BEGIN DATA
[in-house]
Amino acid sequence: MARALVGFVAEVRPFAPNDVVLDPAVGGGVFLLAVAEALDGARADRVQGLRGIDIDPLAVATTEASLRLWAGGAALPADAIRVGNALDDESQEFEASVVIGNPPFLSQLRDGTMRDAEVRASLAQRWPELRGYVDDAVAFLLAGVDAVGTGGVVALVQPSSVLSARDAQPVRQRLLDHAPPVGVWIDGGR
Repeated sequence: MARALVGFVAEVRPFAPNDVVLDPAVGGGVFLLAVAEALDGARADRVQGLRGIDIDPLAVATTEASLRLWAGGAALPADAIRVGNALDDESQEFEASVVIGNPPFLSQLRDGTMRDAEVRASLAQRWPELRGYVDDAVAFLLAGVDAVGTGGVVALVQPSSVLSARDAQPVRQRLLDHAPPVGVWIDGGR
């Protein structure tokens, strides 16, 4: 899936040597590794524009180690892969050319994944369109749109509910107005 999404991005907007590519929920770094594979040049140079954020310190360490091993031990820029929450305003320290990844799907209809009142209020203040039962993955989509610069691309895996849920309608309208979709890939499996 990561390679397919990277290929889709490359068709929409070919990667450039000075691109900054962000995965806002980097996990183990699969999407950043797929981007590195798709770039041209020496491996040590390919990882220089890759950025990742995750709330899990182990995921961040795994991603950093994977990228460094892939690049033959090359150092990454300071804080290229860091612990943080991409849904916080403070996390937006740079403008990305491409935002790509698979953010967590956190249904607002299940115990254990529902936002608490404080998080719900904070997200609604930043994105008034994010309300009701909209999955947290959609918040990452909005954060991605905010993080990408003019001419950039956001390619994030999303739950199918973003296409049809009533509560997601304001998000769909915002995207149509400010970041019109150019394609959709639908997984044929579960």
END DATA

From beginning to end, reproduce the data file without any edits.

[in-house]
Amino acid sequence: MARALVGFVAEVRPFAPNDVVLDPAVGGGVFLLAVAEALDGARADRVQGLRGIDIDPLAVATTEASLRLWAGGAALPADAIRVGNALDDESQEFEASVVIGNPPFLSQLRDGTMRDAEVRASLAQRWPELRGYVDDAVAFLLAGVDAVGTGGVVALVQPSSVLSARDAQPVRQRLLDHAPPVGVWIDGGR
Repeated sequence: MARALVGFVAEVRPFAPNDVVLDPAVGGGVFLLAVAEALDGARADRVQGLRGIDIDPLAVATTEASLRLWAGGAALPADAIRVGNALDDESQEFEASVVIGNPPFLSQLRDGTMRDAEVRASLAQRWPELRGYVDDAVAFLLAGVDAVGTGGVVALVQPSSVLSARDAQPVRQRLLDHAPPVGVWIDGGR
């Protein structure tokens, strides 16, 4: 899936040597590794524009180690892969050319994944369109749109509910107005 999404991005907007590519929920770094594979040049140079954020310190360490091993031990820029929450305003320290990844799907209809009142209020203040039962993955989509610069691309895996849920309608309208979709890939499996 990561390679397919990277290929889709490359068709929409070919990667450039000075691109900054962000995965806002980097996990183990699969999407950043797929981007590195798709770039041209020496491996040590390919990882220089890759950025990742995750709330899990182990995921961040795994991603950093994977990228460094892939690049033959090359150092990454300071804080290229860091612990943080991409849904916080403070996390937006740079403008990305491409935002790509698979953010967590956190249904607002299940115990254990529902936002608490404080998080719900904070997200609604930043994105008034994010309300009701909209999955947290959609918040990452909005954060991605905010993080990408003019001419950039956001390619994030999303739950199918973003296409049809009533509560997601304001998000769909915002995207149509400010970041019109150019394609959709639908997984044929579960």